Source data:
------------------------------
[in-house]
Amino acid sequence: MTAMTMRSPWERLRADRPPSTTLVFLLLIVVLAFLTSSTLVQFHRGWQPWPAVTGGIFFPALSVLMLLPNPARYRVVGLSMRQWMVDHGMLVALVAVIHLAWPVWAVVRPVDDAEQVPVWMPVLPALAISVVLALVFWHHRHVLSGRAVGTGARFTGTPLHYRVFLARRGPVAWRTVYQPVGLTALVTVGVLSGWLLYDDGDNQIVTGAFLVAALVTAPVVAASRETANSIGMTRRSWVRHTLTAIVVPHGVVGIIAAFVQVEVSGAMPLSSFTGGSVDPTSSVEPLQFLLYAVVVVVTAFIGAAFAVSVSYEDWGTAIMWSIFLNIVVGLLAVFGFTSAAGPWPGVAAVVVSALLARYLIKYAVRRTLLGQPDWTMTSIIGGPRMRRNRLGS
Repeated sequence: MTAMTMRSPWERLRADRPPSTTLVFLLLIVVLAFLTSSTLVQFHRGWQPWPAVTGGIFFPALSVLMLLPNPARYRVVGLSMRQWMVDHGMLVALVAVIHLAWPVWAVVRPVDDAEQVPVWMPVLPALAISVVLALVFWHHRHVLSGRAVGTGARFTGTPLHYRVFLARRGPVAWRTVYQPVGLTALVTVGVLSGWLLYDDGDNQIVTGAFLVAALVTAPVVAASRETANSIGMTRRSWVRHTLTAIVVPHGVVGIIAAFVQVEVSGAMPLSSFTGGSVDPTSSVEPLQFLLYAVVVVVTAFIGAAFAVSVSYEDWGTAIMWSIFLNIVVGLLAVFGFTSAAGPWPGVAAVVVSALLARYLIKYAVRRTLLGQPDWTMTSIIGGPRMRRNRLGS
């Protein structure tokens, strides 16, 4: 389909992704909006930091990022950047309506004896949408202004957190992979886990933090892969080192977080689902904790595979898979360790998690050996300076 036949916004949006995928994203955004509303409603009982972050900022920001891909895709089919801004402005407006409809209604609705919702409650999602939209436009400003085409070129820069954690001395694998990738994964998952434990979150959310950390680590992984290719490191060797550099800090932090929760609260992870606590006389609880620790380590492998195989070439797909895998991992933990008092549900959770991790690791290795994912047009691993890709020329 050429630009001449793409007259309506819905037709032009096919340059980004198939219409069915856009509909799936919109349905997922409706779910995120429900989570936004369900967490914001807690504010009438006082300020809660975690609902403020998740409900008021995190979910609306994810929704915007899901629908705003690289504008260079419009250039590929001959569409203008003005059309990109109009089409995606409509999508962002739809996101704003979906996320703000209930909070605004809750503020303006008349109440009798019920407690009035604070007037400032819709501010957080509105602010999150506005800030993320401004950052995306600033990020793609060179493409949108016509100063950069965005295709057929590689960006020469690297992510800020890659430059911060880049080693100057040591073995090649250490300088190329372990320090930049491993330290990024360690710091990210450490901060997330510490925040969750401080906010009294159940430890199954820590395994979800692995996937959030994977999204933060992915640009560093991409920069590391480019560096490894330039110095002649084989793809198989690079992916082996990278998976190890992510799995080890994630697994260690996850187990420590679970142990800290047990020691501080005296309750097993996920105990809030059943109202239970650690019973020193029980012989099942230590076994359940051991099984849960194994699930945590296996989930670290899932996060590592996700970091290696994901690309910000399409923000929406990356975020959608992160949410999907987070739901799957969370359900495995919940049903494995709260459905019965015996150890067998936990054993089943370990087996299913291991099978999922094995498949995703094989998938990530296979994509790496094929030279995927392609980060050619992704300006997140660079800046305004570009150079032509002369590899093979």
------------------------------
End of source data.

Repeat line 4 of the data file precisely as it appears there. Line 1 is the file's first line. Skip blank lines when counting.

């Protein structure tokens, strides 16, 4: 389909992704909006930091990022950047309506004896949408202004957190992979886990933090892969080192977080689902904790595979898979360790998690050996300076 036949916004949006995928994203955004509303409603009982972050900022920001891909895709089919801004402005407006409809209604609705919702409650999602939209436009400003085409070129820069954690001395694998990738994964998952434990979150959310950390680590992984290719490191060797550099800090932090929760609260992870606590006389609880620790380590492998195989070439797909895998991992933990008092549900959770991790690791290795994912047009691993890709020329 050429630009001449793409007259309506819905037709032009096919340059980004198939219409069915856009509909799936919109349905997922409706779910995120429900989570936004369900967490914001807690504010009438006082300020809660975690609902403020998740409900008021995190979910609306994810929704915007899901629908705003690289504008260079419009250039590929001959569409203008003005059309990109109009089409995606409509999508962002739809996101704003979906996320703000209930909070605004809750503020303006008349109440009798019920407690009035604070007037400032819709501010957080509105602010999150506005800030993320401004950052995306600033990020793609060179493409949108016509100063950069965005295709057929590689960006020469690297992510800020890659430059911060880049080693100057040591073995090649250490300088190329372990320090930049491993330290990024360690710091990210450490901060997330510490925040969750401080906010009294159940430890199954820590395994979800692995996937959030994977999204933060992915640009560093991409920069590391480019560096490894330039110095002649084989793809198989690079992916082996990278998976190890992510799995080890994630697994260690996850187990420590679970142990800290047990020691501080005296309750097993996920105990809030059943109202239970650690019973020193029980012989099942230590076994359940051991099984849960194994699930945590296996989930670290899932996060590592996700970091290696994901690309910000399409923000929406990356975020959608992160949410999907987070739901799957969370359900495995919940049903494995709260459905019965015996150890067998936990054993089943370990087996299913291991099978999922094995498949995703094989998938990530296979994509790496094929030279995927392609980060050619992704300006997140660079800046305004570009150079032509002369590899093979």